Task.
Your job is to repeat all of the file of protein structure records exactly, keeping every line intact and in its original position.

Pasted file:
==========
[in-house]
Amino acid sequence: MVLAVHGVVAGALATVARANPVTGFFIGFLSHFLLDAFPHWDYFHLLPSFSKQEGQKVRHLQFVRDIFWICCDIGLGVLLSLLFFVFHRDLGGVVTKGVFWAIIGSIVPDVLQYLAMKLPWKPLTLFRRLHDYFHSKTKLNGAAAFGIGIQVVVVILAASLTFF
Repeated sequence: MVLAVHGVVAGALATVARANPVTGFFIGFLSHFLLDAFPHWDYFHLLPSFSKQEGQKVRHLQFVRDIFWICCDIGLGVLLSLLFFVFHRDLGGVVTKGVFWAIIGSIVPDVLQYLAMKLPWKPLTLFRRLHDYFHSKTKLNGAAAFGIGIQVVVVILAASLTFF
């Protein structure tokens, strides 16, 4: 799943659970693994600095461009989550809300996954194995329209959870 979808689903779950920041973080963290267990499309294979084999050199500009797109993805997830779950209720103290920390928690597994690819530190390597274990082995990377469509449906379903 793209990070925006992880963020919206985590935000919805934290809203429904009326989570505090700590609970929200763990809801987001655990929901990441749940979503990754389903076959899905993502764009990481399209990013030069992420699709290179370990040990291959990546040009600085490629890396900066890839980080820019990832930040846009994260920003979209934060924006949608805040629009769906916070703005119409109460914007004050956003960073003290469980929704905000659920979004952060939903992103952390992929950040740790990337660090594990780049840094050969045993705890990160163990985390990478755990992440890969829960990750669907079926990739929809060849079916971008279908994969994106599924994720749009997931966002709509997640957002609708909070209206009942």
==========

[in-house]
Amino acid sequence: MVLAVHGVVAGALATVARANPVTGFFIGFLSHFLLDAFPHWDYFHLLPSFSKQEGQKVRHLQFVRDIFWICCDIGLGVLLSLLFFVFHRDLGGVVTKGVFWAIIGSIVPDVLQYLAMKLPWKPLTLFRRLHDYFHSKTKLNGAAAFGIGIQVVVVILAASLTFF
Repeated sequence: MVLAVHGVVAGALATVARANPVTGFFIGFLSHFLLDAFPHWDYFHLLPSFSKQEGQKVRHLQFVRDIFWICCDIGLGVLLSLLFFVFHRDLGGVVTKGVFWAIIGSIVPDVLQYLAMKLPWKPLTLFRRLHDYFHSKTKLNGAAAFGIGIQVVVVILAASLTFF
């Protein structure tokens, strides 16, 4: 799943659970693994600095461009989550809300996954194995329209959870 979808689903779950920041973080963290267990499309294979084999050199500009797109993805997830779950209720103290920390928690597994690819530190390597274990082995990377469509449906379903 793209990070925006992880963020919206985590935000919805934290809203429904009326989570505090700590609970929200763990809801987001655990929901990441749940979503990754389903076959899905993502764009990481399209990013030069992420699709290179370990040990291959990546040009600085490629890396900066890839980080820019990832930040846009994260920003979209934060924006949608805040629009769906916070703005119409109460914007004050956003960073003290469980929704905000659920979004952060939903992103952390992929950040740790990337660090594990780049840094050969045993705890990160163990985390990478755990992440890969829960990750669907079926990739929809060849079916971008279908994969994106599924994720749009997931966002709509997640957002609708909070209206009942």